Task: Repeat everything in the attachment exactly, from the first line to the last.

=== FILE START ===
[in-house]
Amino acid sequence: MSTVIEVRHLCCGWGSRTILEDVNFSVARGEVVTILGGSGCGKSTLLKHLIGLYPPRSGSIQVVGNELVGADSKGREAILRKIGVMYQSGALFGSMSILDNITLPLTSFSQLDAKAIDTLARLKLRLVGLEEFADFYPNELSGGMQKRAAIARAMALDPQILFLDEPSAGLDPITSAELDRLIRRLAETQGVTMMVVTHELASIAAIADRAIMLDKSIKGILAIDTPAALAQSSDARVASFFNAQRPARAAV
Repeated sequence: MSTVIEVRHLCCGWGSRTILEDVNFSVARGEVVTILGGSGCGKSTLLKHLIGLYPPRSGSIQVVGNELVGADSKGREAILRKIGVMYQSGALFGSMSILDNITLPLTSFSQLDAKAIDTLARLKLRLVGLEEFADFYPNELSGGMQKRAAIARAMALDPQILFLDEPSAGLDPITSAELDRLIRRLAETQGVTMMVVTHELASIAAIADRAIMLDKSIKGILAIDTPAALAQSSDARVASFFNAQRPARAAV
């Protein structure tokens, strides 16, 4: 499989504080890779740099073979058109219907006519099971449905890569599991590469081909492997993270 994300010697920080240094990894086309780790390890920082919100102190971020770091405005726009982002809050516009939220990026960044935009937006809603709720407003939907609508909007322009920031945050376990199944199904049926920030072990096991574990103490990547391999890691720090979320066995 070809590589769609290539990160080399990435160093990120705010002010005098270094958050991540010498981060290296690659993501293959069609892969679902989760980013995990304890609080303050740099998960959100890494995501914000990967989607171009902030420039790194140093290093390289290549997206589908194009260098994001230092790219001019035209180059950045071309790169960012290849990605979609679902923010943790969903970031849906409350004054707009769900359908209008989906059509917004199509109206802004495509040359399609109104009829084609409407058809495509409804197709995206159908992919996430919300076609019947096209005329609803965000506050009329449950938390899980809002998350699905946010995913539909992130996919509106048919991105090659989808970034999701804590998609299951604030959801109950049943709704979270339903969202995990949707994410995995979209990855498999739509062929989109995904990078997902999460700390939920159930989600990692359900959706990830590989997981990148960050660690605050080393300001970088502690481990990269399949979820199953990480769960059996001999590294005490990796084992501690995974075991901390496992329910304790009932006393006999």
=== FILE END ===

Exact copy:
[in-house]
Amino acid sequence: MSTVIEVRHLCCGWGSRTILEDVNFSVARGEVVTILGGSGCGKSTLLKHLIGLYPPRSGSIQVVGNELVGADSKGREAILRKIGVMYQSGALFGSMSILDNITLPLTSFSQLDAKAIDTLARLKLRLVGLEEFADFYPNELSGGMQKRAAIARAMALDPQILFLDEPSAGLDPITSAELDRLIRRLAETQGVTMMVVTHELASIAAIADRAIMLDKSIKGILAIDTPAALAQSSDARVASFFNAQRPARAAV
Repeated sequence: MSTVIEVRHLCCGWGSRTILEDVNFSVARGEVVTILGGSGCGKSTLLKHLIGLYPPRSGSIQVVGNELVGADSKGREAILRKIGVMYQSGALFGSMSILDNITLPLTSFSQLDAKAIDTLARLKLRLVGLEEFADFYPNELSGGMQKRAAIARAMALDPQILFLDEPSAGLDPITSAELDRLIRRLAETQGVTMMVVTHELASIAAIADRAIMLDKSIKGILAIDTPAALAQSSDARVASFFNAQRPARAAV
């Protein structure tokens, strides 16, 4: 499989504080890779740099073979058109219907006519099971449905890569599991590469081909492997993270 994300010697920080240094990894086309780790390890920082919100102190971020770091405005726009982002809050516009939220990026960044935009937006809603709720407003939907609508909007322009920031945050376990199944199904049926920030072990096991574990103490990547391999890691720090979320066995 070809590589769609290539990160080399990435160093990120705010002010005098270094958050991540010498981060290296690659993501293959069609892969679902989760980013995990304890609080303050740099998960959100890494995501914000990967989607171009902030420039790194140093290093390289290549997206589908194009260098994001230092790219001019035209180059950045071309790169960012290849990605979609679902923010943790969903970031849906409350004054707009769900359908209008989906059509917004199509109206802004495509040359399609109104009829084609409407058809495509409804197709995206159908992919996430919300076609019947096209005329609803965000506050009329449950938390899980809002998350699905946010995913539909992130996919509106048919991105090659989808970034999701804590998609299951604030959801109950049943709704979270339903969202995990949707994410995995979209990855498999739509062929989109995904990078997902999460700390939920159930989600990692359900959706990830590989997981990148960050660690605050080393300001970088502690481990990269399949979820199953990480769960059996001999590294005490990796084992501690995974075991901390496992329910304790009932006393006999």